Don't leave Tokyo without...

The world's largest megalopolis might sound intimidating but with these top things to do in Tokyo you'll find the city's fascinating history, electrifying hyperactivity and pockets of serenity all in one trip
Top 10 things to do in Tokyo: take a trip to the top of the Sky Cloud
Tokyo's Sky Cloud is unmissable on your trip. Photo: Shutterstock

Taking a trip to Japan's buzzing capital city? From touring peaceful parks to climbing sky high, these are the top 10 things to do on your holiday to Tokyo

1. Eating sushi off a mini bullet train

Tokyo is not known as the Big Sushi for nothing: the variety and quality found in the city is unrivalled. Begin your culinary adventure in Katsu Midori in Shibuya by trying conveyor belt sushi (kaitenzushi). Once you've ordered via an iPad, your food is delivered by bullet train on a track that circles the restaurant. Note, this place is popular with locals and tourists alike; expect to wait 30 minutes or longer, and book a table 24 hours in advance. 

2. Taking a walk in Yoyogi Park

Tokyo can overwhelm the outdoorsy traveller; if you desire wide open spaces, pop into Yoyogi Park, one of the city's best spots for people-watching, particularly in the hanami (cherry-blossom) season, when it's packed with drunken revellers late into the night. Also take a moment to admire the tents and pavilions that make up neighbouring Kenzo Tange's National Yoyogi Stadium.

3. Having a night out on the town in Roppongi, Shibuya or Shinjuku

Tokyo is justifiably famous for its nightlife, which runs the gamut from the kitschy Robot Restaurant to world-class discotheques and rock clubs. The last-but-certainly-not-least hours in Tokyo's 24-hour day are a time when busy urbanites unwind at the city's fathomless horizon of 'live house' music venues, dance clubs and DJ bars. The only challenge is deciding when are where to go... 

Begin your night in the classy Old Imperial Bar, part of the Old Imperial Hotel. The only part that preserves the original Frank Lloyd Art Deco design from the 1920s. Make sure you order their original Mount Fuji cocktail: you won't be disappointed.

4. Getting lost in youth districts Shimokitazawa or Koenji

Humming with countless funky cafes, bars, bookstores and boutiques, Shimokitazawa and Koenji offer an experience of Japanese creative culture without the crass commercialism of downtown.

5. Visiting Tsukiji Market

More formally called the Tokyo Metropolitan Central Wholesale Market, this is a popular destination that lives up to its reputation for fresh seafood and an earthy atmosphere. The fish market at Tsukiji has long been famous and iconic, but will move from its former location this month (November 2016) to its new home in Toyosu, after 80 years in its Tsukiji home. 

Wholesalers start laying out their stalls and preparing for the world-famous 05.30am tuna auction in the dead of night. At 07.00am the fruit and vegetable stalls and auctions open, and the action keeps buzzing until noon as vendors hawk some 450 different types of produce. Whether you visit in the morning or midday, top off your tour with a scrumptious meal of fresh sushi at one of the many seafood specialists located in the outer market.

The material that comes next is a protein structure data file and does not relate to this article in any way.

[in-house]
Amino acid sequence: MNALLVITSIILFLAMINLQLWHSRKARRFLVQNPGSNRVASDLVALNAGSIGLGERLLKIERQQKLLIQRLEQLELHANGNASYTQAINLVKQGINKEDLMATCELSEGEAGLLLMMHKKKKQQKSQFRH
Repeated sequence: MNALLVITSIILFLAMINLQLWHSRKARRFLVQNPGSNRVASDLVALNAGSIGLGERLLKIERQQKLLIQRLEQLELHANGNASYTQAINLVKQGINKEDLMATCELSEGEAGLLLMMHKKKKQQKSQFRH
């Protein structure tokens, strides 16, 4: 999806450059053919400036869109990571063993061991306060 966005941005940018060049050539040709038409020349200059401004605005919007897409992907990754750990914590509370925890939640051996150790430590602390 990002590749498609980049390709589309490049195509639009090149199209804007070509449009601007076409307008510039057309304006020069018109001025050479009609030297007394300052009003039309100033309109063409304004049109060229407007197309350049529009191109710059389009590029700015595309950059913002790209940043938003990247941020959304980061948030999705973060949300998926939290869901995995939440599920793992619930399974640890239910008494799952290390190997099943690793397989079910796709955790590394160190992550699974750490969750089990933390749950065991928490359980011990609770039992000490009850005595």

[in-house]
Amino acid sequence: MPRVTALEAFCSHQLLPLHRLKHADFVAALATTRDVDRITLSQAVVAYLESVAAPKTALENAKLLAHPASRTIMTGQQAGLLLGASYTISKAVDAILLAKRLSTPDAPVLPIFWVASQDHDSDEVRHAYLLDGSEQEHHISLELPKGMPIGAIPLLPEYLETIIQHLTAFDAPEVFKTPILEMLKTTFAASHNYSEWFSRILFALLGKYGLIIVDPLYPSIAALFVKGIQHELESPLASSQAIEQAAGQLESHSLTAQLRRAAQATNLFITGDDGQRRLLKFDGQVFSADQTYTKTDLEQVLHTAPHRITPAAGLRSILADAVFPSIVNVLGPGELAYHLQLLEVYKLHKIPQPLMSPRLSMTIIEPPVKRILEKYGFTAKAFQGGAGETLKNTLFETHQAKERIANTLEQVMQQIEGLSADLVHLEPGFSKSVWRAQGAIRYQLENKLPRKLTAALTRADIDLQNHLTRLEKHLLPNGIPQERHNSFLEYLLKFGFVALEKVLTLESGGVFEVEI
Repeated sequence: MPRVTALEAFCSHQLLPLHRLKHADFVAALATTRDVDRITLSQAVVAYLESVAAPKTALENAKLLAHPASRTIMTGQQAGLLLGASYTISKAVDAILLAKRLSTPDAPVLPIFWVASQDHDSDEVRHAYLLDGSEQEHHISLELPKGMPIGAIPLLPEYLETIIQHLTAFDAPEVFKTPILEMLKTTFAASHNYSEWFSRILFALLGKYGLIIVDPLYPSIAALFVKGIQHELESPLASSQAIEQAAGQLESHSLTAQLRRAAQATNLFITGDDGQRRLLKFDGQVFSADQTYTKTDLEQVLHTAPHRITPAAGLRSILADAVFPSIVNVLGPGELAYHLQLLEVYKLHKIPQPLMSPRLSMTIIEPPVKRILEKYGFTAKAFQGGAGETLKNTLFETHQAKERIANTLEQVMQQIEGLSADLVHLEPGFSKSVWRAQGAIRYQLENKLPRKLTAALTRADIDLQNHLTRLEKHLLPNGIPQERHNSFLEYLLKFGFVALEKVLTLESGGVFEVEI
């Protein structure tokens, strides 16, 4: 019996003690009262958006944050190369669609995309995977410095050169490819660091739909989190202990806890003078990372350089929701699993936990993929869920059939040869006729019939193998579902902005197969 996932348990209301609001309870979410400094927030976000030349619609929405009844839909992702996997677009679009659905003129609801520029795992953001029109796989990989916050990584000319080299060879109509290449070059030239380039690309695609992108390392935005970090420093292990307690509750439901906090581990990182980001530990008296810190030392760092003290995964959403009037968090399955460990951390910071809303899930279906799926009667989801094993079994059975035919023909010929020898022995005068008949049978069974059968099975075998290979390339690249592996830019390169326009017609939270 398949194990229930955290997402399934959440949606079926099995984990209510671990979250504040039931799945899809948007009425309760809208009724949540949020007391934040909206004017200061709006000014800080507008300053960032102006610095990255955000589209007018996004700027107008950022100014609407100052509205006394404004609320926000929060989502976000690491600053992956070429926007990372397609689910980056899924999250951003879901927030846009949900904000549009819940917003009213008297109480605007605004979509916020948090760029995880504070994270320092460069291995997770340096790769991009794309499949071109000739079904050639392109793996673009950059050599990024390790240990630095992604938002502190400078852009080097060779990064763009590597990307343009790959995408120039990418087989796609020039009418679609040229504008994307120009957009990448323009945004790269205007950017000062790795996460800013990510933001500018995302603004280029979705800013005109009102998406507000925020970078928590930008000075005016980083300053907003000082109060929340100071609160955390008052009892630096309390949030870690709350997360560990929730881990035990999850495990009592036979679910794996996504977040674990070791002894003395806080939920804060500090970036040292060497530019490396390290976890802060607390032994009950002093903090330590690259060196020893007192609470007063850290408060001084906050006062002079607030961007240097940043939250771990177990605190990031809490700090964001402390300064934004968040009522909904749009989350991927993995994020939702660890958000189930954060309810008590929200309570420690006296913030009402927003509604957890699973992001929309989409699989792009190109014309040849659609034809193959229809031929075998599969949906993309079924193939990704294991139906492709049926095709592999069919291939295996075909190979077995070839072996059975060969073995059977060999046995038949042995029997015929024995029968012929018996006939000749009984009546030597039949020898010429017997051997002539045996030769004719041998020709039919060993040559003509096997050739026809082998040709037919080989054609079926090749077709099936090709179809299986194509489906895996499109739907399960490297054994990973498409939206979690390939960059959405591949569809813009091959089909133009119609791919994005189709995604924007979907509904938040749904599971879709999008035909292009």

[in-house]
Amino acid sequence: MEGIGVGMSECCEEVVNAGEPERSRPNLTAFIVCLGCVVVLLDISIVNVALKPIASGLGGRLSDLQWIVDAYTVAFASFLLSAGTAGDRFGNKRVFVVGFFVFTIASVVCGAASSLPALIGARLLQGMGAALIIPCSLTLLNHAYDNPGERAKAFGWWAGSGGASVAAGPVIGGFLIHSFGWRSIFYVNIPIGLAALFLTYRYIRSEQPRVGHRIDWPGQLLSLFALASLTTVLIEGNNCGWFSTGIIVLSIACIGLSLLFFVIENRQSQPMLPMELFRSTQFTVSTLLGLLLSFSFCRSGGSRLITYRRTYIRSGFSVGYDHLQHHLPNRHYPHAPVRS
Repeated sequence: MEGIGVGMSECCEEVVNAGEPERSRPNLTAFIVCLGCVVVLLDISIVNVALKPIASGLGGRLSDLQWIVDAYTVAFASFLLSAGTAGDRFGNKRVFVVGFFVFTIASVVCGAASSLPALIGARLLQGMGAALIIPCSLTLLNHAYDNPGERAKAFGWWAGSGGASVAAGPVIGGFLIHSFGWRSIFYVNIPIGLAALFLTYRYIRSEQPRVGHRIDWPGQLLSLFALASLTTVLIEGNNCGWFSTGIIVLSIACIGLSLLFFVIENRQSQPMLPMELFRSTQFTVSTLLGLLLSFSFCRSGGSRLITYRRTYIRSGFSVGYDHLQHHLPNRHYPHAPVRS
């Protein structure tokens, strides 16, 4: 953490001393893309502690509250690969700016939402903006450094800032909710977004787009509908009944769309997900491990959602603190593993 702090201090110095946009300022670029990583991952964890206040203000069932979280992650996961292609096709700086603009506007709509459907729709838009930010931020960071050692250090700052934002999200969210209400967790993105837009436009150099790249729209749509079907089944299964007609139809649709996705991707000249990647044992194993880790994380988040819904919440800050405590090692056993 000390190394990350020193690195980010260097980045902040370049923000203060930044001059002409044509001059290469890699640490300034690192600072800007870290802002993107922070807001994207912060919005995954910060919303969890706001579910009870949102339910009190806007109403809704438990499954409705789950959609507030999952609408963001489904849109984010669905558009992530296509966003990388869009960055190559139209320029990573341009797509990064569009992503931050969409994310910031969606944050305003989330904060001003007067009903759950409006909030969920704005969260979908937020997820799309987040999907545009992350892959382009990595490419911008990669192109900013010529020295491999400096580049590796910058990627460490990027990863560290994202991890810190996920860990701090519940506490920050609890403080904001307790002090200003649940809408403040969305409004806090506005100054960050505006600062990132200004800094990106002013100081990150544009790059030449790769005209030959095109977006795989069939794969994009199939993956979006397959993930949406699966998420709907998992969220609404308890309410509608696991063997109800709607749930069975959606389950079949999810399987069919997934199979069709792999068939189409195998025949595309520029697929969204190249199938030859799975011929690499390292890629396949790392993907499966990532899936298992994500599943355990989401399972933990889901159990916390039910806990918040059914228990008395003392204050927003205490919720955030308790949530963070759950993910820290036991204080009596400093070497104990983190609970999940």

Fish seller at Tsukiji Market. Photo: ShutterstockFish seller at Tsukiji Market. Photo: Shutterstock

6. Slurping a bowl of ramen from a greasy spoon

Ramen is now popular worldwide, but there’s nothing like eating it in Tokyo, where it will cost you half as much and taste twice as good. You'll find it served as a hot soy flavoured broth typically with pickled bamboo, chopped spring onion and slices of cha-shu (roast pork). For your first time, try Afuri: a very popular savory ramen joint. Their yuzu shio (citrus salt flavour) ramen is hard to resist. Don’t forget to slurp noisily! 

7. Touring the Ghibli Museum

In Toyko's western suburbs, you can get lost in the world of Totaro at the Ghibli Museum, the only theme park devoted to the works of legendary animator Hayao Miyazaki (whose classics include Spirited Away). 

8. Ascending the Tokyo Sky Tree

The world’s second-tallest structure at 634 meters was completed in 2010 and is an engineering marvel that offers unrivalled views of the planet’s largest urban sprawl. Set in the city's Narihirabashi/Oshiage area, east across the Sumida River from Asakusa, the Sky Tower's top-most observation point is at the giddy height of 450m (1,475ft). 

9. Spending the night in a capsule or love hotel

Capsule hotels define the bare minimum in accommodations, while love hotels are maximal expressions of sensual kitsch and excess. Take your pick! Insight Guides local experts can add a stay in either type of accommodation to your Tokyo trip itinerary: browse available holidays online now

The former have become a famous symbol of crowded Japan. Located near big stations, they provide fully-equipped sleeping cells at economic rates, mostly for drunken men who miss the last train home to the suburbs. 

10. Getting arty

The National Art Centre, Suntory Museum of Art and Mori Art Museum form the three corners of the project Art Triangle Roppongi. Keep your ticket stub after visiting any of these three museums and it will entitle you to reduced entry at each of the others. A map showing other galleries in the area is also available at each museum or online. Tokyo Art Beat provides comprehensive exhibition listings in English.

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